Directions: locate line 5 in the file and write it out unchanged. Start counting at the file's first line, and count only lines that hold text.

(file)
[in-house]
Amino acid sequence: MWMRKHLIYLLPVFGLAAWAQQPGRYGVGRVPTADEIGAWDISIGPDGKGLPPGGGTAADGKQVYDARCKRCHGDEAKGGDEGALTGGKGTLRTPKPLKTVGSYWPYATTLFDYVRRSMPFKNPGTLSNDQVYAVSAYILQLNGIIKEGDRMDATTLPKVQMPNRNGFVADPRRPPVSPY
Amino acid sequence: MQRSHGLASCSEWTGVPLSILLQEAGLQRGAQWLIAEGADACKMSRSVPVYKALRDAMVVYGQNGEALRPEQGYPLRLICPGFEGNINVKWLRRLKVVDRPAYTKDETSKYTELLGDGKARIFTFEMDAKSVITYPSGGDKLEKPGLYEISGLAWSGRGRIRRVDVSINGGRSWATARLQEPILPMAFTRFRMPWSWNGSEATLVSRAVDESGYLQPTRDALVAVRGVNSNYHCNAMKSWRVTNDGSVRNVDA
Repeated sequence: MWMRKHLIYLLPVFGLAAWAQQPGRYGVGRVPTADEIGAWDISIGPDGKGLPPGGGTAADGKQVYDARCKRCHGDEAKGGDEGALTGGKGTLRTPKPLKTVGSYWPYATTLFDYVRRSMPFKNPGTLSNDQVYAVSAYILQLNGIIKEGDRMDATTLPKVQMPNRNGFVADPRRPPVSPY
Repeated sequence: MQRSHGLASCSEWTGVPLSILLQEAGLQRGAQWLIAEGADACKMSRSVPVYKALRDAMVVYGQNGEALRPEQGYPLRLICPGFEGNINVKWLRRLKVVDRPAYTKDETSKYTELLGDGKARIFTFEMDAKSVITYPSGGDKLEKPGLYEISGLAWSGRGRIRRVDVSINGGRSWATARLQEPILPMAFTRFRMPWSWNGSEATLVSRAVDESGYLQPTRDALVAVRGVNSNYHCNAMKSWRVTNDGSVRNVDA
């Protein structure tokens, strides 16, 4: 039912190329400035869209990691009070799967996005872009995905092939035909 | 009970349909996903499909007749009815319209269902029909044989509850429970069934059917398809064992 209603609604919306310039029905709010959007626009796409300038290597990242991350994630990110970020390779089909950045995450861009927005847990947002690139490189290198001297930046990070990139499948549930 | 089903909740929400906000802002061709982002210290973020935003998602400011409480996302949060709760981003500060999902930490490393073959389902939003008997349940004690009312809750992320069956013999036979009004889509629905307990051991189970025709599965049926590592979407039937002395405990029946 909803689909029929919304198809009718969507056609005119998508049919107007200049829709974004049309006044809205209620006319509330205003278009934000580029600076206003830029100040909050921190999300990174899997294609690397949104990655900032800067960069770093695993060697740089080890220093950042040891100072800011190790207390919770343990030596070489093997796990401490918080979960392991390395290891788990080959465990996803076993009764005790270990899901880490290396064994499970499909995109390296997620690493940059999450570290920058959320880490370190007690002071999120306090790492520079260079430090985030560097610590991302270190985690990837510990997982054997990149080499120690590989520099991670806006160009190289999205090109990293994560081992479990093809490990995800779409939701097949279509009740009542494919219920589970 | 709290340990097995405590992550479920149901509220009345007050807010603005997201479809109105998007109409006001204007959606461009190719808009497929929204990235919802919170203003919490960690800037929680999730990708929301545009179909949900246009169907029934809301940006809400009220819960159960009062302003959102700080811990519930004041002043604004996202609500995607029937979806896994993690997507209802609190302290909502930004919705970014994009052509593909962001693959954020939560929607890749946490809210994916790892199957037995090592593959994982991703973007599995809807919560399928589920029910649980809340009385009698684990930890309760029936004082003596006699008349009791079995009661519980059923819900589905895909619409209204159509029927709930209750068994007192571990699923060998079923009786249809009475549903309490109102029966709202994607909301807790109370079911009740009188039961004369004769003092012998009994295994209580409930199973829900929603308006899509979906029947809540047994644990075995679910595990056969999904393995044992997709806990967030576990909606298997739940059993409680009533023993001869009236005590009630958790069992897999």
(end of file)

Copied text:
Repeated sequence: MQRSHGLASCSEWTGVPLSILLQEAGLQRGAQWLIAEGADACKMSRSVPVYKALRDAMVVYGQNGEALRPEQGYPLRLICPGFEGNINVKWLRRLKVVDRPAYTKDETSKYTELLGDGKARIFTFEMDAKSVITYPSGGDKLEKPGLYEISGLAWSGRGRIRRVDVSINGGRSWATARLQEPILPMAFTRFRMPWSWNGSEATLVSRAVDESGYLQPTRDALVAVRGVNSNYHCNAMKSWRVTNDGSVRNVDA